In 2010, Nissan became one of the first companies in the world to unveil a completely electric, emission-free automobile, the Nissan Leaf. When first released, however, the electric car craze had yet to hit the United States. Thanks to recent innovations and attention from the Tesla Model S and the Chevy Volt, however, the popularity of all-electric vehicles has begun to soar. While the Nissan Leaf may not have the name recognition of its competitors, its features and affordability make it one of the best all-electric models on the market.
Last month, Nissan sold its 100,000th Leaf, making the Leaf the number one selling electric vehicle in the world. (A number which Nissan celebrated by gluing 100,000 coins onto the car.) Despite selling more cars than any other electric car manufacturer, Nissan saw sales of the Leaf drop considerably from December to January. In December 2013, Nissan sold 2, 529 models. In January 2014, Nissan only sold 1,252. While this number is less than half of what it was one month earlier, the sales show a 92.6% increase from sales in January 2013, when Nissan sold 650 units total.
The 1,252 units sold this January is a new record for January sales for the Nissan Leaf.
— Nissan LEAF (@NissanLEAF) January 20, 2014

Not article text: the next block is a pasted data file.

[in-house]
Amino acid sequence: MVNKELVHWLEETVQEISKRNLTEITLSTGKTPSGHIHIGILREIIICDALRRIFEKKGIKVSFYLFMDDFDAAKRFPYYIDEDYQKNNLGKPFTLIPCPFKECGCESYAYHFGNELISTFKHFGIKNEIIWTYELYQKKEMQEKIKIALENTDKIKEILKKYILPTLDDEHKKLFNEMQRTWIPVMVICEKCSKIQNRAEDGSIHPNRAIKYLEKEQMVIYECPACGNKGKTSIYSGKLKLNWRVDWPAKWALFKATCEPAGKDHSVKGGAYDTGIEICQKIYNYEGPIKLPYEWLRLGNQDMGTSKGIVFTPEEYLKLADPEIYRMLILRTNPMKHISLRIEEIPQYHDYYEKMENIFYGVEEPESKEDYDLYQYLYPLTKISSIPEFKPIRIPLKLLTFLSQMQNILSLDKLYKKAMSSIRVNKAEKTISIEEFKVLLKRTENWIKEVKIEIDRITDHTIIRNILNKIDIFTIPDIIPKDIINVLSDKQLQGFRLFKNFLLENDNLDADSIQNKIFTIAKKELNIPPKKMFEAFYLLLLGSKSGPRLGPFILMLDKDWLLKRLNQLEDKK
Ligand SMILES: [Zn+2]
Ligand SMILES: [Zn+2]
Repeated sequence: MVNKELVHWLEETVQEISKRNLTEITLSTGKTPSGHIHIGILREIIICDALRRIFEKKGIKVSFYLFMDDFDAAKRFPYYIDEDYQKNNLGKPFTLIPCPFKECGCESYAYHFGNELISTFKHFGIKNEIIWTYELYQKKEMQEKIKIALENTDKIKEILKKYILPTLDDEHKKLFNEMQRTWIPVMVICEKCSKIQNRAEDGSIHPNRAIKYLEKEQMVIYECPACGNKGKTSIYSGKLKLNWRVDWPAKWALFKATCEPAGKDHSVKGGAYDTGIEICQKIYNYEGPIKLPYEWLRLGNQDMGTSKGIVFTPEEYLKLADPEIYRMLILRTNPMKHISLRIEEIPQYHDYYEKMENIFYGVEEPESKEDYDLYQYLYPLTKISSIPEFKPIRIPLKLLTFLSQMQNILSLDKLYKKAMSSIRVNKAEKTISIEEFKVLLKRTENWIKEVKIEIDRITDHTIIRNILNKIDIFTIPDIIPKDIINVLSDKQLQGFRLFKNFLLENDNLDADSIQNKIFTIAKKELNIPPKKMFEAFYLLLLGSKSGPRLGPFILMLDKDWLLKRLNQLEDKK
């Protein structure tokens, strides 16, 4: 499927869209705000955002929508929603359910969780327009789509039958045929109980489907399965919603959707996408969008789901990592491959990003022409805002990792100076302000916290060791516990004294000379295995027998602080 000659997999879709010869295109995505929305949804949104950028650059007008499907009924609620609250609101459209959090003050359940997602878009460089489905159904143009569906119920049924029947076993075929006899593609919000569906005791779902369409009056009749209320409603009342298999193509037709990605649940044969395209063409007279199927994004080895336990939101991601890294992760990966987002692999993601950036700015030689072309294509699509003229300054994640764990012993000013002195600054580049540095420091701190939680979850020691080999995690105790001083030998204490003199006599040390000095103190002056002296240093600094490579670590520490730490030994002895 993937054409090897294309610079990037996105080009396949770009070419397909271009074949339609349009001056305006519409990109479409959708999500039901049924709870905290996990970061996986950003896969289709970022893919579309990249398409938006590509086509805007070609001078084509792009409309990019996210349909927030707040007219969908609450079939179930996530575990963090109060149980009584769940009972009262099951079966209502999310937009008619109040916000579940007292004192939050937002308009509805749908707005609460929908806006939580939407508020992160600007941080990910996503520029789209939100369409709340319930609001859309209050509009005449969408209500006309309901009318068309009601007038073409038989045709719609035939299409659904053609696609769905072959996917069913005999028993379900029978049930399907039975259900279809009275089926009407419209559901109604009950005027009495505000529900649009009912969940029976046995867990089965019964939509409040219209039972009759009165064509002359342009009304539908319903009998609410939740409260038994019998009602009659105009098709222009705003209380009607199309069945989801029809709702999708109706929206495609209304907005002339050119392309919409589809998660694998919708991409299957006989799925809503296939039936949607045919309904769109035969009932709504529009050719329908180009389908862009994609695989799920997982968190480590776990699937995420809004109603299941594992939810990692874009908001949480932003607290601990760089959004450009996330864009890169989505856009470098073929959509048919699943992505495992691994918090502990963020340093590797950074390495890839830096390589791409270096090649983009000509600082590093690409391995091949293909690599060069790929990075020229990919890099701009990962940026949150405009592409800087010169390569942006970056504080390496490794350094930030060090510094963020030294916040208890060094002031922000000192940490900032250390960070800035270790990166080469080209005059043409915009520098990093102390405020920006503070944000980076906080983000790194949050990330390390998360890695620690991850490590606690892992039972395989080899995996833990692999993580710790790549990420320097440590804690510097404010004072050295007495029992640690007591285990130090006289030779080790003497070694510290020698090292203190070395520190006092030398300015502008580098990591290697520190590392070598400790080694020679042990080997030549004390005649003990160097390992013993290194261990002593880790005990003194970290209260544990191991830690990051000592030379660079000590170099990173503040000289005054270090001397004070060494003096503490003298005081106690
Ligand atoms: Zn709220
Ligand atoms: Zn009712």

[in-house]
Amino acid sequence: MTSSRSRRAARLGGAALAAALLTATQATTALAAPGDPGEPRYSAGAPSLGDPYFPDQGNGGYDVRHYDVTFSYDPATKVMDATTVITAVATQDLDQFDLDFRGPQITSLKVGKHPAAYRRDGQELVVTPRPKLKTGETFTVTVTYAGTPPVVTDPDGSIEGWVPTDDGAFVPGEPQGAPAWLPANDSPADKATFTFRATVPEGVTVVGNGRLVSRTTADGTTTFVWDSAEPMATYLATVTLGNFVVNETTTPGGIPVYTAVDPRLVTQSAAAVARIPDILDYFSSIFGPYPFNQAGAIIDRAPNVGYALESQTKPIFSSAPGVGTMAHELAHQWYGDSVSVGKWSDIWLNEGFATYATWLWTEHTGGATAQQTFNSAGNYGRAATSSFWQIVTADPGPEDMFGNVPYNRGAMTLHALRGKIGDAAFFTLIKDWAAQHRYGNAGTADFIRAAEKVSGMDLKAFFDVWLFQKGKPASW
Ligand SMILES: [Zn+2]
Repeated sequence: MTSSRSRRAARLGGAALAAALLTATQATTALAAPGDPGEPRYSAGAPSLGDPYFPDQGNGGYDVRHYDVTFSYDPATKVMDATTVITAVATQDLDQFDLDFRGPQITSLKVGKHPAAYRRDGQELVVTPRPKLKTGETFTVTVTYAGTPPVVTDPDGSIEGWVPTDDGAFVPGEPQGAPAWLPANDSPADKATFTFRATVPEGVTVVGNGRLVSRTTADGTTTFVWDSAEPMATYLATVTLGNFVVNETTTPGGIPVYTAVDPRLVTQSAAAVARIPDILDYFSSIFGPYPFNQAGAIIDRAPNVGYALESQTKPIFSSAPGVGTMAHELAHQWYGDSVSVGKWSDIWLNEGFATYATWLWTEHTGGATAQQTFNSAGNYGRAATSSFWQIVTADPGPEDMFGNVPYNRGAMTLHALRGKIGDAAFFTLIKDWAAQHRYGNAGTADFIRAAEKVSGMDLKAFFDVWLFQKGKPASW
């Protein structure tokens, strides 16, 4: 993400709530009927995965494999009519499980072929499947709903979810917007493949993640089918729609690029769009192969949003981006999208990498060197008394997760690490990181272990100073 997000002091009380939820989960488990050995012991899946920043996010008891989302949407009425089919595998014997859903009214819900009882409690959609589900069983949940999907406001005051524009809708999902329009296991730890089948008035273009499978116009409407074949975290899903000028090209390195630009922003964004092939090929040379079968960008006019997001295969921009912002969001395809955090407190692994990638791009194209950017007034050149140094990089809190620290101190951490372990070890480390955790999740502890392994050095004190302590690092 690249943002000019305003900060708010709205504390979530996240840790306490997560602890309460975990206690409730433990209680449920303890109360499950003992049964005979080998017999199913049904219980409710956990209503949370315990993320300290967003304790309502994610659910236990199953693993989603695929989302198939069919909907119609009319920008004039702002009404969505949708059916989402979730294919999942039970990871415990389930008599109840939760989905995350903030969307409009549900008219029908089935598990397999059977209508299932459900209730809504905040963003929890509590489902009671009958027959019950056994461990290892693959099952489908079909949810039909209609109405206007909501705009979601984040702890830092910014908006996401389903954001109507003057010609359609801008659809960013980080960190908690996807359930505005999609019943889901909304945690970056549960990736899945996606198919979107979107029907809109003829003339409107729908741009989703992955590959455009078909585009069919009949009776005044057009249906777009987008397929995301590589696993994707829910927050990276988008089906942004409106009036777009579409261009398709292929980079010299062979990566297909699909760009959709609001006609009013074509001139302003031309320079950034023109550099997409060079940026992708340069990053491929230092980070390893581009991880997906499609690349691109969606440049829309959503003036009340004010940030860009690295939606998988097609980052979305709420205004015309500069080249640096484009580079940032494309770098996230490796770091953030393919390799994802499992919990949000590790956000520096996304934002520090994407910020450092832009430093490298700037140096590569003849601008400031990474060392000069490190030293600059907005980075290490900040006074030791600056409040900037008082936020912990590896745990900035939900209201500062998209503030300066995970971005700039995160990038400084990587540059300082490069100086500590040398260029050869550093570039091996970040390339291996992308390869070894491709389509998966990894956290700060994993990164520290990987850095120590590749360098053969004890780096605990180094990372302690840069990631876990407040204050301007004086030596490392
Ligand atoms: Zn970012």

One may wonder why the Leaf is performing so well when it often plays third fiddle in the media behind the Chevy Volt and Tesla Model S. For starters, one has to look at the price. The base model Leaf sells for $21,300 here in the US. That fact, coupled with government incentives for buying an electric vehicle and lowered prices due to moving manufacturing from Japan to Smyrna, Tennessee, make the Leaf a much more affordable option than the Chevy Volt or Tesla Model S. Aside from that, however, is the fact that the Nissan Leaf is superbly built.
The 99,999th buyer of a Nissan Leaf, Amy Eichenberger of Charlottesville, Va., explains why she made the switch from a Mercedes to a Nissan Leaf:
“As an architect, the style first got my attention, and I loved the concept of zero emissions… I’d been told once I drove a Mercedes I’d never drive anything else again. I don’t need fancy, but I do appreciate the solid feel and craftsmanship of a luxury vehicle, and I get that in the LEAF… The general fuel economy out there is unimpressive and many of them felt tin-canny. I didn’t even want to look at anything in the 20 MPG range. I considered the VW Jetta TDI, Toyota Prius, Honda CRV and a couple of Subaru wagons, and I always came back to the Nissan LEAF. Everything else seemed stuck in the past.”
Fortunately for Nissan, the United States is not the only location where the Nissan Leaf is succeeding. In Norway, the Leaf has led all vehicle sales several times in the past year. In fact, Norwegians buy so many EVs that it ranks number 1 in the world in per capita EV ownership, with 21,000 Norwegians, out of 5 million total, owning an electric vehicle.
If an all-electric vehicle is not appealing enough, just wait. Last year in Japan, Nissan tests a prototype version of the Leaf with fully-automated controls. The test turned out to be quite a success; therefore, one may see self-driven Leafs on the road sooner than later.
Image via Twitter